In endurance training, is it better to run by feel or run by pace? Does it even matter? Why does it matter?
When I surveyed you all for your top training questions, many of you asked me questions about pace. I thought that I would do a little series on the blog over the next few weeks or months that breaks down pacing strategies for training and racing, ranging from determining the correct pace for particular workouts to pacing strategies for the races themselves to how to learn to “feel” a pace while running. Not a runner? II would still encourage you to take a look–these are universal training concepts (remember the concept of periodization from the common training terms post? I rest my case!)
Running by Feel
Insert meme of Ricky Bobby saying he thought he could feel it. And someone saying That’s what she said.
For the purpose of this discussion, when I say “running by feel,” I am discussing running according to how your feel at the time. There is another kind of running by feel which is running by effort, which is different from running by feel.
So what is Running By Feel?
- Listening to your body, your mind, you emotions, and being guided by those feelings over what is “appropriate”
- “Intuitive Running”
- Example: “I’m feeling good, let’s rip it up!” or “Ugh, legs are like lead, let’s call it in.”
Pros of Running by Feel:
- By listening to your body, you develop a more developed ability to do so–you will be able to read your body’s signals and listen to what it is telling you.
- Running by feel makes you highly self reliant and more likely to respect your body’s cues.
- Wooohoooo you will enjoy your run! You will do what you want, when you want, and each run will be what you “need” each time you go out.
Cons of Running by Feel:
- Sometimes, our bodies send mixed signals–you might not realize how much you are overdoing it (ie running too fast, too often) until it is too late.
- Burning out early in a race–WOOOHOOOO LET”S RUN omg I’m dying.
- On the other hand, you can find that you get stuck in doing what is “comfortable,” and find yourself stuck in a rut. Thus, you run the risk of missing certain milestones.
Running by Pace:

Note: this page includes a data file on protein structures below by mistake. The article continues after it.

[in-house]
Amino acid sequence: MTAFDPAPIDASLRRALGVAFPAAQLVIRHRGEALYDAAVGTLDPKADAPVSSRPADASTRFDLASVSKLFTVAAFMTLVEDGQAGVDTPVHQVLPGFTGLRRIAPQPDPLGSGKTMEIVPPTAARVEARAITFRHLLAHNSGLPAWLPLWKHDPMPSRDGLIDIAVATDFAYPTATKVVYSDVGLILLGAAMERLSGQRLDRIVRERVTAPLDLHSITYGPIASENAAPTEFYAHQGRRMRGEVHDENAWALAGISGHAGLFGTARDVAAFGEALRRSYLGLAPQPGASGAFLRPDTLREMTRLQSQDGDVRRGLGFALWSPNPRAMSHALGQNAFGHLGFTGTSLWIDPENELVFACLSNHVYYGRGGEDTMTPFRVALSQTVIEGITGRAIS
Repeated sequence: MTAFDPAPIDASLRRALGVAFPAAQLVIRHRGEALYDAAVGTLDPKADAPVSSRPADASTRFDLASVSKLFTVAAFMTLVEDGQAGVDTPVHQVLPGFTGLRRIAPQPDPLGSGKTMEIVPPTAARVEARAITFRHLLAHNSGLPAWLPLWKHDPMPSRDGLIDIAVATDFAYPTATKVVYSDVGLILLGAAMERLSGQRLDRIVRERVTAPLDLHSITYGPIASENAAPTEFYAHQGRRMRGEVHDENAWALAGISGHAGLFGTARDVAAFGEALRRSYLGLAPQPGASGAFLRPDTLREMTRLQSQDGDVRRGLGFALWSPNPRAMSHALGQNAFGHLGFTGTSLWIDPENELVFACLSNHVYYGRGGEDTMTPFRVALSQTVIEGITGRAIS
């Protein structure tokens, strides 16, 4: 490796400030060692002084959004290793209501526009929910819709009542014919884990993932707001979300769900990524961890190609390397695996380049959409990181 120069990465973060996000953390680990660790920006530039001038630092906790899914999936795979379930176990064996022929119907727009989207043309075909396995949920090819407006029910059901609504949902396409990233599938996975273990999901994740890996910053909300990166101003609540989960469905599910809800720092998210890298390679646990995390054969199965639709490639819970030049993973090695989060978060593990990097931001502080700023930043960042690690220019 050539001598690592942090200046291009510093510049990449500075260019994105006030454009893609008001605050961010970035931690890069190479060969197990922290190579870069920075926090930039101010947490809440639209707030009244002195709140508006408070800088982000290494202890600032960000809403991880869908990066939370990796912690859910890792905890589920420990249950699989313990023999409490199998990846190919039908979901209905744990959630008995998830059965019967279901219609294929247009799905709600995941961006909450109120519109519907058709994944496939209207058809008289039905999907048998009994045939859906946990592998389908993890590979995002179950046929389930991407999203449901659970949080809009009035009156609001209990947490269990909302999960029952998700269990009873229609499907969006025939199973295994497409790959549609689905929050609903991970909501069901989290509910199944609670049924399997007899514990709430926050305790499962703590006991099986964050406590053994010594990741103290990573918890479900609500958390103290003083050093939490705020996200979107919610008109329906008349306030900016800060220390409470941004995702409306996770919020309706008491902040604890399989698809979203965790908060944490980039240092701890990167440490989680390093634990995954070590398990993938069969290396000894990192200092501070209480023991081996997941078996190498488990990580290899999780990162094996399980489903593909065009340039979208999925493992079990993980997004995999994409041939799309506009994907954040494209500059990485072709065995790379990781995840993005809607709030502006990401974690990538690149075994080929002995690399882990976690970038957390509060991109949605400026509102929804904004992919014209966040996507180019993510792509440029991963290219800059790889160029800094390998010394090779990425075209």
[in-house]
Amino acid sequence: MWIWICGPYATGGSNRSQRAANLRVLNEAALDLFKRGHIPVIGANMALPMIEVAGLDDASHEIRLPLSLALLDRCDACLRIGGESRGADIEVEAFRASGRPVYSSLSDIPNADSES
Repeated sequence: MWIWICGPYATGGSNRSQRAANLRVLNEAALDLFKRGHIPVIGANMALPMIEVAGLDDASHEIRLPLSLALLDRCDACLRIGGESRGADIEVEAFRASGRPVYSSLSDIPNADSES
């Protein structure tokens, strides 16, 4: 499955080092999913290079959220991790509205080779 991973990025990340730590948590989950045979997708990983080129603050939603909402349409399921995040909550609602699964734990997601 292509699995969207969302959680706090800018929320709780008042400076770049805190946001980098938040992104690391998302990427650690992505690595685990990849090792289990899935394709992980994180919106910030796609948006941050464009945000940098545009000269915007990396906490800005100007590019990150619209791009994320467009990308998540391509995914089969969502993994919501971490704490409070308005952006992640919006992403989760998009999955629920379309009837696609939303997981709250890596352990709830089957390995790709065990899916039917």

On the other end of the spectrum, we have what I will call Running by Pace. When I refer to Running by Pace, I am describing running by a pre-determined, or set pace. Bring out the Garmin and training plans, people!
What is Running by Pace?
- Listening to your marathon training plan
- “Meal Plan Running”
- Example: “I have 8 miles today at 8:00 min/mile pace, with the last 3 miles at 7:30 min/mile.”
Pros of Running by Pace:
- Provides structure and guidance during the course of the week. You will know what is expected of you the next morning, the next minute
- The right plan with the right paces can get you to the start and finish lines happy, healthy, and not burnt out.
- WOOOHOOO look at me! Running by pace offers concrete proof that you are improving!
- This type of training will get you more personal best, PR Race “ready” by prescribing workouts BUT…
Cons of Running By Pace:
- But… you will only be race ready if the proper paces are prescribed, and you know what paces are necessary to hit in order to reach your goals.
- Higher risk of burn out or injury by pushing yourself too hard, mentally or physically. Worried about runner burn out?
- Numbers, numbers, numbers. You can get caught up in the numbers and feel discouraged if you aren’t improving the way that you feel that you should.
Important Points to Keep in Mind:
We are dynamic individuals!
Setting paces is akin to setting the hours of time for sleeping, the number of calories that you are eating per day, etc. Thus, there are standards and “optimal” levels, but you must remember that we are dynamic individuals; some days we need more, some days we need less. And, as many runners find out, we may think that we are fitter than we really are!
It is important to focus on listening to your body (even though, as previously noted, they can be a bit misleading). There are going to be days when we are supposed to do speed work and lay it down, and it just. isn’t. there. or, even worse, you feel that you are getting a niggling injury. There will be times when we just need to cut ourselves some slack, or we just have a terrible run. That is OK. Quality is more important than Quantity. I would rather you skip a speed workout than burn out because you just can’t give it your all. That said, sometimes, you need to step up to the plate and work it out. That is where listening to yourself and your body comes in: are you just feeling blah, or are you blah? Will this turn around after 10 minutes, or is this a wash?
Running Strategy: When should you run by pace and when should you run by feel?
Coach Suz advice: In my opinion, the best strategy is the training plan that combines the two. I incorporate both feel and paced runs into my clients programs. I give paces for them to keep in mind for each of their runs, but I also talk about how those paces should feel, because, as I will discuss in later posts about choosing paces, sometimes, pacing is elusive!
I hope that you have a better idea of whether running by feel or running by pace is good for you and your workout! More training discussion to come!All about that pace: Running by Feel or Set pace, which is better? #runchat #running #fitfluential Click To Tweet
What are some questions that you have for me?
What do you prefer: running by pace or running by feel?